Taslima Nasrin’s “Split: A Life”

…the director general [ of the Bangla Academy] raised his eyebrows and turned to me…’Despite being a woman why do you try and write like a man?….’

‘Why should I write like a man? I write what I feel,’ I countered immediately. 

This exchange between the Bangladeshi writer Taslima Nasrin and the Bangla Academy director general Harunur Rashi takes place at a book fair where a procession had been organised by the Taslima Nasrin Suppression Committee, “to quash the nefarious ‘sex writer’ Taslima Nasrin”. This incident happened on 17 February 1992.

On 6 December 1992 after the destruction of the Babri Masjid there were communal clashes in India and Bangladesh. Taslima Nasrin was deeply disturbed by the riots and wrote Lajja ( Shame). It was a book which made her an international name even though it was banned in Bangladesh shortly thereafter.

Her memoir Dwikhondito ( 2003) now translated as Split: In Two by Maharghya Chakraborty met a similar fate when it was banned in West Bengal, India. It was banned by the West Bengal government for allegedly hurting sentiments of the Muslim community. The government lifted injunction after the ban was struck down by the Calcutta High Court in 2005. Yet in the English edition of the memoir published by Penguin Random House India there is a blank page with a note by the author.

Split is a memoir by an author who achieved fame fairly early on in her literary career. It is not very clear if the memoir was written at one go or over a period of time. There is no author’s note or a translator’s note in the book making it a little challenging to figure out the context. The memoir is presented as more or less a chronological narrative of a writer’s awakening, not necessarily an autobiographical account of Taslima Nasrin. Reading it from cover to cover a confident tenor to the writing is discernible particularly after Taslima Nasrin wins the Ananda Puraskar in early 1990s. It is a watershed moment in her literary career not least because she was the first writer from Bangladesh to have been awarded what is considered to be the Nobel Prize of Bengali literature. Writers senior to her in age and work had been ignored. The change in her writing style is apparent not only in the manner in which she asserts herself in company with other writers, shares her views on a variety of subjects and takes the social responsibility of an author seriously. She is at the same time grappling with the very serious threat to her life on the basis of her writing and despite her mother’s pleas Taslima Nasrin never tempers her tone.

A snippet from her acceptance speech of the Ananda Puraskar illustrates why her feminist views were not being tolerated in an increasingly conservative society.

Our scriptures and ther rules governing our society would like to reinforce one primary fact: that women cannot have independence. But a woman who is not physically and mentally independent cannot claim to be a complete human being either. Freedom is primary and a woman’s freedom has now been put under arrest by the state, with religion being the chief impediment to her natural growth. Because religion is there most women are still illiterate, deprived of property, more are married off when they are children and are victims of polygamy, talaq and widowhood. Because men wish to serve only their own ends, they have defined and valourized a woman’s feministy, chastity and maternal instincts.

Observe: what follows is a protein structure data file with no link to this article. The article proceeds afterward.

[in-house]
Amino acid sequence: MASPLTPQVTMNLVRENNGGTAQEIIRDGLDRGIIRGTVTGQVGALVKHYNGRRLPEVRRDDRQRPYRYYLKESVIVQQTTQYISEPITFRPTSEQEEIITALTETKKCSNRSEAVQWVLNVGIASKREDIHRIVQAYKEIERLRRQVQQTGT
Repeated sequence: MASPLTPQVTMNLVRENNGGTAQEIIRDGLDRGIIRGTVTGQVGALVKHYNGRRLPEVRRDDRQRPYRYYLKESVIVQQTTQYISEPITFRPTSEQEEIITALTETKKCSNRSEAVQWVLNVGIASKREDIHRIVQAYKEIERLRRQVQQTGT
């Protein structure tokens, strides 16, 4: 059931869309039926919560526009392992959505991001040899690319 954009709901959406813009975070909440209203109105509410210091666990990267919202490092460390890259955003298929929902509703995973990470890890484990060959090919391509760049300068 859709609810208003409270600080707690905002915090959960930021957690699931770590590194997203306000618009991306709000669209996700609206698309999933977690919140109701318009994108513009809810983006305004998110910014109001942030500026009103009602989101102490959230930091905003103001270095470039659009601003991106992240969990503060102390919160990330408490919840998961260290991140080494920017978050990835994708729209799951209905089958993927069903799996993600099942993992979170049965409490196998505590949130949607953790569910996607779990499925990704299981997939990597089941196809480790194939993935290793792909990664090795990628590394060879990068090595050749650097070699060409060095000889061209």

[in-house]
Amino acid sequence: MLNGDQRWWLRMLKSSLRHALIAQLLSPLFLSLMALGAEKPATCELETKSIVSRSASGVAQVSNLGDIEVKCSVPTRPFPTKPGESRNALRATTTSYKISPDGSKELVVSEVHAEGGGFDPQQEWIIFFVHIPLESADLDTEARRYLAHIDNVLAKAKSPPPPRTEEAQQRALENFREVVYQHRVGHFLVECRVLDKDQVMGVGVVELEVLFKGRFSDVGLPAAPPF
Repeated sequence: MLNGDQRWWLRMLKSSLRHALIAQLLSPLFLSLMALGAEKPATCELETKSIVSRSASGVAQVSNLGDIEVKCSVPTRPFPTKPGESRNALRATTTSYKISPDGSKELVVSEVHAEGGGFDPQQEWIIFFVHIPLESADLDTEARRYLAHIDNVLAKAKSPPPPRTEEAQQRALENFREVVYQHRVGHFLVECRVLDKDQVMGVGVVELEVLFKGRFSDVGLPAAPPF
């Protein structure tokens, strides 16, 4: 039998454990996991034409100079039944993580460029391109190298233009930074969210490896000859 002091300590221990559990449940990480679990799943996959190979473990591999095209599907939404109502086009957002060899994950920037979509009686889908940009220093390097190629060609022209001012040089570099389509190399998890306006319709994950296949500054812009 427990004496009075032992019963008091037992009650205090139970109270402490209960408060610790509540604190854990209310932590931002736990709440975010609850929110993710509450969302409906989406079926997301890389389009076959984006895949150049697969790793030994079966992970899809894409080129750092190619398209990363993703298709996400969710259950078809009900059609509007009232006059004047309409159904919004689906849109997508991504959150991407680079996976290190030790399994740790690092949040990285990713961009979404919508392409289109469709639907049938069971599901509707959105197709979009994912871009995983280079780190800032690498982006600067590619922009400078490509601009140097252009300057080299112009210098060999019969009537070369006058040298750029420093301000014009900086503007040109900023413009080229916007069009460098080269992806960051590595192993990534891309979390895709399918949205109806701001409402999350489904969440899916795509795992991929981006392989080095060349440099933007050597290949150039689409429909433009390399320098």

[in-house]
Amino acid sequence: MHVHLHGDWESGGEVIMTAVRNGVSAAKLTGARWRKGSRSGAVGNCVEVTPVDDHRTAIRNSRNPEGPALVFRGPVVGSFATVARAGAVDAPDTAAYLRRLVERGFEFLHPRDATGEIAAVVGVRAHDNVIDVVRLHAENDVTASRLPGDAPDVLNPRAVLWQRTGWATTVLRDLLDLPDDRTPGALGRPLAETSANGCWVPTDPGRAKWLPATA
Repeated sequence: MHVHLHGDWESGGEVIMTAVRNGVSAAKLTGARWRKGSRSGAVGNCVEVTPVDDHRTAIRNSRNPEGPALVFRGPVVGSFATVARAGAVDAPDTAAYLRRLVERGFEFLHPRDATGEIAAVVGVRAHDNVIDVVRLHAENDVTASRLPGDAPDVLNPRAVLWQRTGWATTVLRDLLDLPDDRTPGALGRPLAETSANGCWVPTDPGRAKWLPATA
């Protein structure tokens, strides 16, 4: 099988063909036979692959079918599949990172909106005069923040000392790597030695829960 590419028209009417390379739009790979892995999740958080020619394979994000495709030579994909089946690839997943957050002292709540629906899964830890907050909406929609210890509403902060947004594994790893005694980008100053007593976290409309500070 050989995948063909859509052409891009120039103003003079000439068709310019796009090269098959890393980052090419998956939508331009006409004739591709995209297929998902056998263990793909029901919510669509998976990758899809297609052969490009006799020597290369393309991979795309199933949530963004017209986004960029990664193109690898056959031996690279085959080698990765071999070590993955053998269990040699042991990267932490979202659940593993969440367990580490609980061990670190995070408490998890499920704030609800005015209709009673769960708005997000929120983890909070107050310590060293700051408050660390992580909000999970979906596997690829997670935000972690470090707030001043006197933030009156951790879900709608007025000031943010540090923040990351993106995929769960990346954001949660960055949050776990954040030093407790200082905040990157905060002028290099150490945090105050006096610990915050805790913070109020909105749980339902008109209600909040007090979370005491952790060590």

There are many sections in the book that are fascinating to read for the insight it offers in the evolution of a woman writer particuarly when Taslima Nasrin chooses to reflect. There is an almost meditative quality to her writing in those passages that haunt her writing. These are the better parts in Split as compared to the long sections about her relationships and her family which tend to meander. These instances are significant for her growth as an individual and as a writer since with each relationship she realises what exactly she desires, and it is not always male companionship. Unfortunately these sections are not as well written as those in which she comments upon literature, Bengali literary society in Bangladesh and West Bengal and reflects upon what interests her as a writer.

Split will probably be viewed in coming years as seminal as the writing by other women writers from the subcontinent such as Salma’s Hour Past Midnight and Bama’s Karukku. Taslima Nasrin’s Split‘s relevance to contemporary politics in the subcontinent and not just Bangladesh for the issues it raises about censorship, women’s rights, religious intolerance, freedom of speech, right to live and equality among men and women are critical particularly in this age of religious fundamentalism blowing across nations.

Spare some time and read it.

Taslima Nasrin Split: A Life ( translated by Maharghya Chakraborty) Hamish Hamilton, an imprint of Penguin Random House India, 2018. Hb. pp. 502. Rs. 599

19 March 2018

 

 

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